Flashback 2000: Why the Future Doesn’t Need Us
Via: Cambridge University:
A philosopher, a scientist and a software engineer have come together to propose a new centre at Cambridge to address developments in human technologies that might pose “extinction-level” risks to our species, from biotechnology to artificial intelligence.
While few would deny the benefits humanity has received as a result of its engineering genius – from longer life to global networks – some are starting to question whether the acceleration of human technologies will result in the survival of man, as Good contended, or if in fact this is the very thing that will end us.
Now a philosopher, a scientist and a software engineer have come together to propose a new centre at Cambridge, the Centre for the Study of Existential Risk (CSER), to address these cases – from developments in bio and nanotechnology to extreme climate change and even artificial intelligence – in which technology might pose “extinction-level” risks to our species.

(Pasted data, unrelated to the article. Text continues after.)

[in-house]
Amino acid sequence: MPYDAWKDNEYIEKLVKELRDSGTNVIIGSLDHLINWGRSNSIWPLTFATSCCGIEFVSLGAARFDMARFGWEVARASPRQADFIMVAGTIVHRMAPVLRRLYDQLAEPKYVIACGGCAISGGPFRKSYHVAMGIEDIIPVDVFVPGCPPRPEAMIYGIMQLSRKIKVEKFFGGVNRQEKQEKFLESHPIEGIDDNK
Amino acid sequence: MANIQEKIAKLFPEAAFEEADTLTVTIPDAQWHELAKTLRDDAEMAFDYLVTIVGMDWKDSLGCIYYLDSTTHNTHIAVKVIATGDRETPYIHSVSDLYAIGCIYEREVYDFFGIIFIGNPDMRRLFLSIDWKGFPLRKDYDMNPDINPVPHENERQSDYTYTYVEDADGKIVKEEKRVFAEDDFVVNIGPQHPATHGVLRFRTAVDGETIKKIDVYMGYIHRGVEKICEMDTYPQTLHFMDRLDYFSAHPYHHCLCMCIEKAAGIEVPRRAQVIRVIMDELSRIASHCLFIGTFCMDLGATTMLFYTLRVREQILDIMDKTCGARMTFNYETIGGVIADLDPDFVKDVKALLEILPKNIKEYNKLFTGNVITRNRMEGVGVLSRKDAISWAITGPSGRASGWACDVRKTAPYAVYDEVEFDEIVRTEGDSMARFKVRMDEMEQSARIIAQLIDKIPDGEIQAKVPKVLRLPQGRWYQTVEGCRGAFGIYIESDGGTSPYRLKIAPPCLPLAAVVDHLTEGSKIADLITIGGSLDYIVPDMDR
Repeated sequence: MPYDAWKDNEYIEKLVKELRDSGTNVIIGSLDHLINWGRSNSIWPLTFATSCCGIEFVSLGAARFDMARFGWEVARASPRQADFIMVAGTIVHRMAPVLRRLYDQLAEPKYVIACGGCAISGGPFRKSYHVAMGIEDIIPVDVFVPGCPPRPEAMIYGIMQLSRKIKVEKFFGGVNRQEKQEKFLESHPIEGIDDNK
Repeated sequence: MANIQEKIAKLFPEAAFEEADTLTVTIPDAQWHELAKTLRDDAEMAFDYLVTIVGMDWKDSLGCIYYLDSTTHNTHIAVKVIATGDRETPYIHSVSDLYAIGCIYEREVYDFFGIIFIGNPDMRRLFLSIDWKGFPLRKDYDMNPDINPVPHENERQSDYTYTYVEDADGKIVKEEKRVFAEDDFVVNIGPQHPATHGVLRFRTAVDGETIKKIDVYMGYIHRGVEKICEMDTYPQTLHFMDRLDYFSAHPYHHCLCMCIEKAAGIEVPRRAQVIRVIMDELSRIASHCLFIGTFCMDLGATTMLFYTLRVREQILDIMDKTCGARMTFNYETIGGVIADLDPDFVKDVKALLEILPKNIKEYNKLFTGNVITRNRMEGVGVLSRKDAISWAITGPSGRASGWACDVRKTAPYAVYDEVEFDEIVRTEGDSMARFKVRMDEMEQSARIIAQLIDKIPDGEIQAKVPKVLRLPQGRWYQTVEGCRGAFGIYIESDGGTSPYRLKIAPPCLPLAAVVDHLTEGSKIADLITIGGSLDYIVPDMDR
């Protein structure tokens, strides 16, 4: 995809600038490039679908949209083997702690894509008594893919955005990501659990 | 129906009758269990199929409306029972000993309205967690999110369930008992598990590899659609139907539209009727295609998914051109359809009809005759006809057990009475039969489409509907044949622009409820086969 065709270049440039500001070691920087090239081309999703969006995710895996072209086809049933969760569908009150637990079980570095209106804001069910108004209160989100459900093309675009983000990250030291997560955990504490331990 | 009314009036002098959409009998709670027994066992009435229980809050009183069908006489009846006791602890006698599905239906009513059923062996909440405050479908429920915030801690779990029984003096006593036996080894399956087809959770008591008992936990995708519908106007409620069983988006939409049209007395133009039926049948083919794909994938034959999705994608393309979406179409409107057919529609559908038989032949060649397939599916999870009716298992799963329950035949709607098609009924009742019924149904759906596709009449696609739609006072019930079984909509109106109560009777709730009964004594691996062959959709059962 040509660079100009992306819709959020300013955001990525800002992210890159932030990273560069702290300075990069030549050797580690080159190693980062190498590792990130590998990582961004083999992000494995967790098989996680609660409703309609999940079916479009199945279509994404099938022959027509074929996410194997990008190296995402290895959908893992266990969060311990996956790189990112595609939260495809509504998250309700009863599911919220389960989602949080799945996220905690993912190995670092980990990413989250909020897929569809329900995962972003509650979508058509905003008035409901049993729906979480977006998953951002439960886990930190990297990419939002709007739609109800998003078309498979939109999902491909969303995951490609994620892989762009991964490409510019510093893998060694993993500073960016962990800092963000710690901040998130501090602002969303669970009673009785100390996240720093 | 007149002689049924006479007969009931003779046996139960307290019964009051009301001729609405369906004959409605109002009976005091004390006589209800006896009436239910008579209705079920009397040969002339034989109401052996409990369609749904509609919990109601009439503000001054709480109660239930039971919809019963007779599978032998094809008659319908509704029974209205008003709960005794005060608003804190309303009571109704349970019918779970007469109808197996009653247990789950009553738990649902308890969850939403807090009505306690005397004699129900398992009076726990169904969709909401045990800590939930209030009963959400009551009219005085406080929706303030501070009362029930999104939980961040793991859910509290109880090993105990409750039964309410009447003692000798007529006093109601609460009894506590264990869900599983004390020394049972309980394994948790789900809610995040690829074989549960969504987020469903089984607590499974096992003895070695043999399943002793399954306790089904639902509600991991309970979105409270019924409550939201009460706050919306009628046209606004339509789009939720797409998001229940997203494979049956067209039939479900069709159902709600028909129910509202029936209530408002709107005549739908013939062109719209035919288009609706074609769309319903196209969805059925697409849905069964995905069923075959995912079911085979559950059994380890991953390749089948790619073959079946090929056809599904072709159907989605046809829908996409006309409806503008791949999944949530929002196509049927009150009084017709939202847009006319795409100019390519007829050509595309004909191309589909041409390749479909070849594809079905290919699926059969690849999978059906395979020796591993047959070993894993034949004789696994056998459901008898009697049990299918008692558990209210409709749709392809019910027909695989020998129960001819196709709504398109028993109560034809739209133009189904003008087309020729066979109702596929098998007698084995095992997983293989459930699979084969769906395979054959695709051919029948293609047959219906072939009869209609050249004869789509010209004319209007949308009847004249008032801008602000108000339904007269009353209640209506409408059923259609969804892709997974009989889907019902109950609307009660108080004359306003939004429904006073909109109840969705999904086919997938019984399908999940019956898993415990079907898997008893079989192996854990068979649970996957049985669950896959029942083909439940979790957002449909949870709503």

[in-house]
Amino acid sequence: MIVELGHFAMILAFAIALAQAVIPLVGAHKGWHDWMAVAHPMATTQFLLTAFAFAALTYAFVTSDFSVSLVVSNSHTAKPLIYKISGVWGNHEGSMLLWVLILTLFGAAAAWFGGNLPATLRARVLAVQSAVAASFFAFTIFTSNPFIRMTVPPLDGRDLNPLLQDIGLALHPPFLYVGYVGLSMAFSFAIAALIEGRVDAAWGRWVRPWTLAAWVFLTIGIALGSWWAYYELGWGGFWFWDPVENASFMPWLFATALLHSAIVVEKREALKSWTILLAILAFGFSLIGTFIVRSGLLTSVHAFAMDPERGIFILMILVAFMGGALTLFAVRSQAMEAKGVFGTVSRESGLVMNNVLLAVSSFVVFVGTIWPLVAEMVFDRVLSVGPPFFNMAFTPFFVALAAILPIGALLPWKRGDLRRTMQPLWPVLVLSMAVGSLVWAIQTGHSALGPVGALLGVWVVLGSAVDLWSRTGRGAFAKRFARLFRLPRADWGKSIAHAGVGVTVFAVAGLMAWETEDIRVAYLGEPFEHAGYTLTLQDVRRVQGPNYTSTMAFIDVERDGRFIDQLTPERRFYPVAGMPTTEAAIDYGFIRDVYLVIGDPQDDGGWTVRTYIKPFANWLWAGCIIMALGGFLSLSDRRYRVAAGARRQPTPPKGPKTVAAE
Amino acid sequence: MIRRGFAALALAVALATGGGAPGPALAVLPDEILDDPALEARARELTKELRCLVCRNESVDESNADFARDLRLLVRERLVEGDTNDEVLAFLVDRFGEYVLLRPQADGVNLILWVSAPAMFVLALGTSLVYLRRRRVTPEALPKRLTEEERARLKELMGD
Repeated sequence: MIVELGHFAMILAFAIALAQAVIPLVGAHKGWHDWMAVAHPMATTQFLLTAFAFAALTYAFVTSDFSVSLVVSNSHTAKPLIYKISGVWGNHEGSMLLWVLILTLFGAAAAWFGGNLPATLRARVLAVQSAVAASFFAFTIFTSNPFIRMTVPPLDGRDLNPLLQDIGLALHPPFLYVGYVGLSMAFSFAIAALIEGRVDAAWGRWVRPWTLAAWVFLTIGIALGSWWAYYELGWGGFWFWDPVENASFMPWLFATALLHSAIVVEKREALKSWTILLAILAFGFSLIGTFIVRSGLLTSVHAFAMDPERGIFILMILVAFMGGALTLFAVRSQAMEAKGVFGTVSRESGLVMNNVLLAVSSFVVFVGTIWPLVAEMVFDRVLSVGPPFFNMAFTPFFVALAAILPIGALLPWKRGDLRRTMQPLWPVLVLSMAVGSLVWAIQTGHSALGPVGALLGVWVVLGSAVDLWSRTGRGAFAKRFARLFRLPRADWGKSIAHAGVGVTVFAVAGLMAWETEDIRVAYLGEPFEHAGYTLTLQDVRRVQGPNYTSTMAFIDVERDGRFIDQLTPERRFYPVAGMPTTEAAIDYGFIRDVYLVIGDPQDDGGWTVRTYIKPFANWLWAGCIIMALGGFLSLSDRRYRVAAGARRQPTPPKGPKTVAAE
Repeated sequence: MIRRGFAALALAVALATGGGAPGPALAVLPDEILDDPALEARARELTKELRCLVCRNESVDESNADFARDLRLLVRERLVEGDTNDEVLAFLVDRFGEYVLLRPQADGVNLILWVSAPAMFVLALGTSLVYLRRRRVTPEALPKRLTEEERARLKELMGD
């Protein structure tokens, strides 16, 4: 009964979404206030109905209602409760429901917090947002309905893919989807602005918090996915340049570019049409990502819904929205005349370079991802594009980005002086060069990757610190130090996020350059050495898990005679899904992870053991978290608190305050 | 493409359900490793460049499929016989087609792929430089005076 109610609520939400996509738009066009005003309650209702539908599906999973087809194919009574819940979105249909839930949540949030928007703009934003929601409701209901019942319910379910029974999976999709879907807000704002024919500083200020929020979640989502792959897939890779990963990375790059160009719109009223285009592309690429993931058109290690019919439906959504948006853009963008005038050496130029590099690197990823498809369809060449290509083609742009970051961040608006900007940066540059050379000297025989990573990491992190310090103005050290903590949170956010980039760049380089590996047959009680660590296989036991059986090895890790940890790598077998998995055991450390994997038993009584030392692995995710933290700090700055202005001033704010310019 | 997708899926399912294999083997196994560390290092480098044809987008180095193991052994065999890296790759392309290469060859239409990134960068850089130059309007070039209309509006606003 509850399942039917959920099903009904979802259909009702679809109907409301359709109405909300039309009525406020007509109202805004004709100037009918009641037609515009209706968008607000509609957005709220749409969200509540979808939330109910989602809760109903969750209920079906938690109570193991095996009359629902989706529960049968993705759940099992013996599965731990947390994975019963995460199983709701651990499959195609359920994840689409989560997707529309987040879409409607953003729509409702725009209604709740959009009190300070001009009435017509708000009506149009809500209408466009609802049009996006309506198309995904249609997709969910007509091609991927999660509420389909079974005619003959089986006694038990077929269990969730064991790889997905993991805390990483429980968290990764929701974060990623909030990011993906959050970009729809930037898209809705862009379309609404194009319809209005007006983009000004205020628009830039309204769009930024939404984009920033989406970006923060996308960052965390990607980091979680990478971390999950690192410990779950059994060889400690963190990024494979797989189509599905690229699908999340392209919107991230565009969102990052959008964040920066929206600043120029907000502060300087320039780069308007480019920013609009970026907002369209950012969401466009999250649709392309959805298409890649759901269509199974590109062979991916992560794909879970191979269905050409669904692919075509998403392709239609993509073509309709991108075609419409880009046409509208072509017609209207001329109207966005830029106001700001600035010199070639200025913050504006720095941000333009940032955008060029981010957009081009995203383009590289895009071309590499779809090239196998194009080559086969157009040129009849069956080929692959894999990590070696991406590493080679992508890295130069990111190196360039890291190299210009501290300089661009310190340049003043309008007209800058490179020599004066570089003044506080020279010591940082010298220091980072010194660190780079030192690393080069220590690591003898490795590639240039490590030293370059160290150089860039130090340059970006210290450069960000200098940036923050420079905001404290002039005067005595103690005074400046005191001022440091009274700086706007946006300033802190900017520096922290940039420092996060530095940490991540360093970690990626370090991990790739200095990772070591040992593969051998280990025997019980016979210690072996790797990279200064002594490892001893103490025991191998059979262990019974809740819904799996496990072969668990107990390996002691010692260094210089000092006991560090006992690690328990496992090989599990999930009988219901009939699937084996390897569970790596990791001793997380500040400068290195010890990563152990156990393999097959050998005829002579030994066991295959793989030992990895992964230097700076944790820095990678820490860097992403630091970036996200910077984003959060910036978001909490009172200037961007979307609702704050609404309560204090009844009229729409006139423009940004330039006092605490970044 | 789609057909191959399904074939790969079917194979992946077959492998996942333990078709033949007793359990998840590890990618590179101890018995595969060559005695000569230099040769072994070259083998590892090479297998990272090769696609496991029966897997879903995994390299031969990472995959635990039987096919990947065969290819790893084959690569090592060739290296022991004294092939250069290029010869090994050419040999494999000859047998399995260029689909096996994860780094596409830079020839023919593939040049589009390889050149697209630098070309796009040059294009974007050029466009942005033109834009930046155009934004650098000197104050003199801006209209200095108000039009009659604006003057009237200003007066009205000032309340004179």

“At some point, this century or next, we may well be facing one of the major shifts in human history – perhaps even cosmic history – when intelligence escapes the constraints of biology,” says Huw Price, the Bertrand Russell Professor of Philosophy and one of CSER’s three founders, speaking about the possible impact of Good’s ultra-intelligent machine, or artificial general intelligence (AGI) as we call it today.
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